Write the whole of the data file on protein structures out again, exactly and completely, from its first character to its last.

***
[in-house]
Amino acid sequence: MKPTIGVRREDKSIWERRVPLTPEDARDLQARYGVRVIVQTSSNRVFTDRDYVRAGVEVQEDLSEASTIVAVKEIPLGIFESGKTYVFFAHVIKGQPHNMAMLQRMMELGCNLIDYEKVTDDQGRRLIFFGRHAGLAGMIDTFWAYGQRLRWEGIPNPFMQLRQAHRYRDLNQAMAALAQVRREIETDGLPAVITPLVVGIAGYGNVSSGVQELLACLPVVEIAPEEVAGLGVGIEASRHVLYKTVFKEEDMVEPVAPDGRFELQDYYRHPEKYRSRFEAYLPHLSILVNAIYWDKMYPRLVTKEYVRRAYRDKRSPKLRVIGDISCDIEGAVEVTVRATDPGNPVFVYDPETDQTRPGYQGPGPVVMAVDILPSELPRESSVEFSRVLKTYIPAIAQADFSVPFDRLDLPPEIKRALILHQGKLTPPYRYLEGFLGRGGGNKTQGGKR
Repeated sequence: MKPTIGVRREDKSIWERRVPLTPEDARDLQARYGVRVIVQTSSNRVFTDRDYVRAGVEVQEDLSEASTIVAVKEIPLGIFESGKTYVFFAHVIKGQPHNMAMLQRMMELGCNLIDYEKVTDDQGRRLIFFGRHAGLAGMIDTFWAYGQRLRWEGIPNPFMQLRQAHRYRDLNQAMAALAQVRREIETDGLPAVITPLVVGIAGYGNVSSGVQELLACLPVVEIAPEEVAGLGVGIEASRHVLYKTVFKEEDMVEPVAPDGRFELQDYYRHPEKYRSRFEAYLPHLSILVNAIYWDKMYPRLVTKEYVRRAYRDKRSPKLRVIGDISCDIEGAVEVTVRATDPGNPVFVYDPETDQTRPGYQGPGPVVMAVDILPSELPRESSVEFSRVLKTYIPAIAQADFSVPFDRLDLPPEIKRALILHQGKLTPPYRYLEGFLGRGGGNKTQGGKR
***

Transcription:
[in-house]
Amino acid sequence: MKPTIGVRREDKSIWERRVPLTPEDARDLQARYGVRVIVQTSSNRVFTDRDYVRAGVEVQEDLSEASTIVAVKEIPLGIFESGKTYVFFAHVIKGQPHNMAMLQRMMELGCNLIDYEKVTDDQGRRLIFFGRHAGLAGMIDTFWAYGQRLRWEGIPNPFMQLRQAHRYRDLNQAMAALAQVRREIETDGLPAVITPLVVGIAGYGNVSSGVQELLACLPVVEIAPEEVAGLGVGIEASRHVLYKTVFKEEDMVEPVAPDGRFELQDYYRHPEKYRSRFEAYLPHLSILVNAIYWDKMYPRLVTKEYVRRAYRDKRSPKLRVIGDISCDIEGAVEVTVRATDPGNPVFVYDPETDQTRPGYQGPGPVVMAVDILPSELPRESSVEFSRVLKTYIPAIAQADFSVPFDRLDLPPEIKRALILHQGKLTPPYRYLEGFLGRGGGNKTQGGKR
Repeated sequence: MKPTIGVRREDKSIWERRVPLTPEDARDLQARYGVRVIVQTSSNRVFTDRDYVRAGVEVQEDLSEASTIVAVKEIPLGIFESGKTYVFFAHVIKGQPHNMAMLQRMMELGCNLIDYEKVTDDQGRRLIFFGRHAGLAGMIDTFWAYGQRLRWEGIPNPFMQLRQAHRYRDLNQAMAALAQVRREIETDGLPAVITPLVVGIAGYGNVSSGVQELLACLPVVEIAPEEVAGLGVGIEASRHVLYKTVFKEEDMVEPVAPDGRFELQDYYRHPEKYRSRFEAYLPHLSILVNAIYWDKMYPRLVTKEYVRRAYRDKRSPKLRVIGDISCDIEGAVEVTVRATDPGNPVFVYDPETDQTRPGYQGPGPVVMAVDILPSELPRESSVEFSRVLKTYIPAIAQADFSVPFDRLDLPPEIKRALILHQGKLTPPYRYLEGFLGRGGGNKTQGGKR